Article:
Contemporary opera also presents the opportunity to get inventive with performance changes that reach beyond traditional staging. For example, OGR has partnered with the Federal Bar Association for panel discussions, autism experts and individuals with autism for a filmed panel, and invited BIPOC artists in West Michigan for collaborative artistic events — each paired with a contemporary opera production and bolstering the subject matter of the show.

Expansive programming gives arts companies the opportunity to be creative, impacting the community on a deeper level. Contemporary opera is also becoming an accessible, affordable and thought-provoking staple in the opera industry, and a few regional companies, including OGR, have led the way in elevating it.  

This year, Opera Grand Rapids continues its Contemporary Opera series by presenting Peter Hilliard and Matt Boresi’s “The Last American Hammer.” This opera is centered on the flight of industrial jobs from America’s Midwest, a particularly poignant topic in West Michigan.  

Never one to shy away from giving contemporary opera audiences a unique experience, OGR is going the extra mile with this show too by using an unexpected locale. Partnering with Irwin Seating Company, OGR will create an opera venue inside a factory. Upon arrival, patrons will take a short walk through a factory floor before arriving at a cafeteria that’s been converted to a performance space.  

Immersive experiences are still relatively unheard of in opera, but OGR is pushing boundaries and using nontraditional spaces to elevate contemporary opera once again. OGR proves that modern stories can be told in fresh ways to ensure this art form continues to advance upon its creative legacy.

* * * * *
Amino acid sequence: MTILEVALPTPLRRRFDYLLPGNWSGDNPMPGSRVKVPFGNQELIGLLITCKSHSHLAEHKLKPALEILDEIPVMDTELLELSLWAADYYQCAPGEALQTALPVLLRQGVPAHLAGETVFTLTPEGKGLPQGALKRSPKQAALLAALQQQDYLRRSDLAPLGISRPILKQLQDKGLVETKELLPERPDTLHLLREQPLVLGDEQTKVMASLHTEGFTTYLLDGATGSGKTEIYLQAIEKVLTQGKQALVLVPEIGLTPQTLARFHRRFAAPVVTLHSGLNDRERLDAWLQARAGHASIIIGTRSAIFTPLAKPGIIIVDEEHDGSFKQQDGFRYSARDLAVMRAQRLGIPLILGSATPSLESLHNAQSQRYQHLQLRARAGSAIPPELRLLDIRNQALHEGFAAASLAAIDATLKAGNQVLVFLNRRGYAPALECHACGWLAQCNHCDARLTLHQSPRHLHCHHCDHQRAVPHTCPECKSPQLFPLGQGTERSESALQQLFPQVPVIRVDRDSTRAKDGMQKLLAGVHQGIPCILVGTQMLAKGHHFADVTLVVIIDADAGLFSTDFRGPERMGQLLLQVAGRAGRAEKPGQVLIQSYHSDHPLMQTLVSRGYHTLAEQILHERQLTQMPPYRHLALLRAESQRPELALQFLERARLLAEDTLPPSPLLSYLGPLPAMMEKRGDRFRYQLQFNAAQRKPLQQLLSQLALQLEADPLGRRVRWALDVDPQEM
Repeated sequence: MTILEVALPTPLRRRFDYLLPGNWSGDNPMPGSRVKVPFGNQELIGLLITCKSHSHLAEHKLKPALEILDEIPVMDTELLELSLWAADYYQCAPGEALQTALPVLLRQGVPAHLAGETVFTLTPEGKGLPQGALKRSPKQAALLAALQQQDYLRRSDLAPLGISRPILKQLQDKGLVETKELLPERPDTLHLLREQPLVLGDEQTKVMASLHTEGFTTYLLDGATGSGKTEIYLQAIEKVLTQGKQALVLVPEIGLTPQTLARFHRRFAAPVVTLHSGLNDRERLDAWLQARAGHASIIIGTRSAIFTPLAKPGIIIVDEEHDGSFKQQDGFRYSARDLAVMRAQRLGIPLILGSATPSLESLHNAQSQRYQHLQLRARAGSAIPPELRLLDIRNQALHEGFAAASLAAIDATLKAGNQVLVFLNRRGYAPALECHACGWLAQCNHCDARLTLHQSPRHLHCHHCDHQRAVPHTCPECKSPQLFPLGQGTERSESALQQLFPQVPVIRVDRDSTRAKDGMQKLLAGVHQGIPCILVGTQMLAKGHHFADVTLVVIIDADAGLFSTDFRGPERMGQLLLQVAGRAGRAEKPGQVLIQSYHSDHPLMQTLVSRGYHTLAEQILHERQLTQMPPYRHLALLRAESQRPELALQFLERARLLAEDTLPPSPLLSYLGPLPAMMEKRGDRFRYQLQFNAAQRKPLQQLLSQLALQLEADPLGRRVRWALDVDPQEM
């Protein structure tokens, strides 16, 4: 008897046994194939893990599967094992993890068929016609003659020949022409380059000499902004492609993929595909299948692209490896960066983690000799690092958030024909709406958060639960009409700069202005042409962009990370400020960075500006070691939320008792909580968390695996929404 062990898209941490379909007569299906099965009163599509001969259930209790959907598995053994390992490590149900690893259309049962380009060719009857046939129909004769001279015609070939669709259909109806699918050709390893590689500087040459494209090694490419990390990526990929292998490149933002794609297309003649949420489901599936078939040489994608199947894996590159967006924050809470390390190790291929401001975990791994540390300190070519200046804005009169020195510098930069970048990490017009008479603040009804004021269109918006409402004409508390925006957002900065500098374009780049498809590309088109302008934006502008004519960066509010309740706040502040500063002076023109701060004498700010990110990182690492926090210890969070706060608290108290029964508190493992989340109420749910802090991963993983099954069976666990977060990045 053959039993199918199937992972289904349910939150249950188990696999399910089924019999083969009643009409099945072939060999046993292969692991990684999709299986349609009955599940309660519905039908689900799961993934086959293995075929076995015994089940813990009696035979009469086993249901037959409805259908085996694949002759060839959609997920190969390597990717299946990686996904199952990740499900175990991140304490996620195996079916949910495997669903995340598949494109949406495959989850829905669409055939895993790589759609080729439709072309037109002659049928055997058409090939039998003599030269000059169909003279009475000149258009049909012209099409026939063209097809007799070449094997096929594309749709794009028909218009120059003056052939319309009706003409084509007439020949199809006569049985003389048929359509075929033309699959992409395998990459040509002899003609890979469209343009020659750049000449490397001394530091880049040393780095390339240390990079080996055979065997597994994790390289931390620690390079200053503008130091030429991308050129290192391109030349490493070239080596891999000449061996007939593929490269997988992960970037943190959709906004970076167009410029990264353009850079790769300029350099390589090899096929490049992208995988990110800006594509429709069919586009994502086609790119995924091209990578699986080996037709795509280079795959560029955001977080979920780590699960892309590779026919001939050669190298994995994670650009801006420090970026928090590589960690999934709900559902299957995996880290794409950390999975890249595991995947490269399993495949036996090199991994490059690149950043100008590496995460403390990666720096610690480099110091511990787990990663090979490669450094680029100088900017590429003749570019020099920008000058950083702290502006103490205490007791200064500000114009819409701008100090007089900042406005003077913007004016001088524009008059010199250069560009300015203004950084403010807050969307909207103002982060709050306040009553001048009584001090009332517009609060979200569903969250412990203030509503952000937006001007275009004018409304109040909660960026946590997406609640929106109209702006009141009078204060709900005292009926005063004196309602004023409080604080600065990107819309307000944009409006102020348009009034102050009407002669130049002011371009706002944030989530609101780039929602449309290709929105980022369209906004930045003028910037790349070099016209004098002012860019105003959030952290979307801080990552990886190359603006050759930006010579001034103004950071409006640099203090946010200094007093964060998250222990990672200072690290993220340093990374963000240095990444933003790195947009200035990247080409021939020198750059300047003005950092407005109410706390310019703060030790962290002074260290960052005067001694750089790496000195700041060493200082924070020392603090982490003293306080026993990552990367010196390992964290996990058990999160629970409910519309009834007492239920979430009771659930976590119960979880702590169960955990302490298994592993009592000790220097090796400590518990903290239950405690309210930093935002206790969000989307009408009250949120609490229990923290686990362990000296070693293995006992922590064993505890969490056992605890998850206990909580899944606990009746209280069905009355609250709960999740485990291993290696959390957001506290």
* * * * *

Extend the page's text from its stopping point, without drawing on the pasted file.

Opera has a rich history, but it also has a bright future. Through these evolutionary moments, Opera Grand Rapids hopes that its art will be reborn in the eyes of our community and all will see how it is shaping a more welcoming future where more voices can rise (sometimes in song).

Emilee Syrewicze, a boomerang of West Michigan, is the executive director of Opera Grand Rapids – Michigan’s longest-running professional opera company and one of the top regional companies in North America. Before returning to West Michigan, Syrewicze, a classically trained pianist as well as J.D. from Vermont Law School, served as the executive director of the Catawba Riverkeeper Foundation in Charlotte, North Carolina. What attracted her back to our region are OGR’s impressive reputation and full production schedule featuring grand opera, contemporary opera, and a series of recitals and cabarets called “Explore Opera.” As one of her first projects, she established the prestigious VanderLaan Prize at OGR in 2019, which has since become one of the top collegiate vocal prizes in the nation. 

"Published Together" is Rapid Growth's version of the Op-ed and is ushered forward via community conversations held first with our Publisher Tommy Allen. If you want to read more about OGR or secure a seat to attend the Michigan Premiere of The Last American Hammer, tickets may be purchased at or by calling the box office at (616) 451-2741.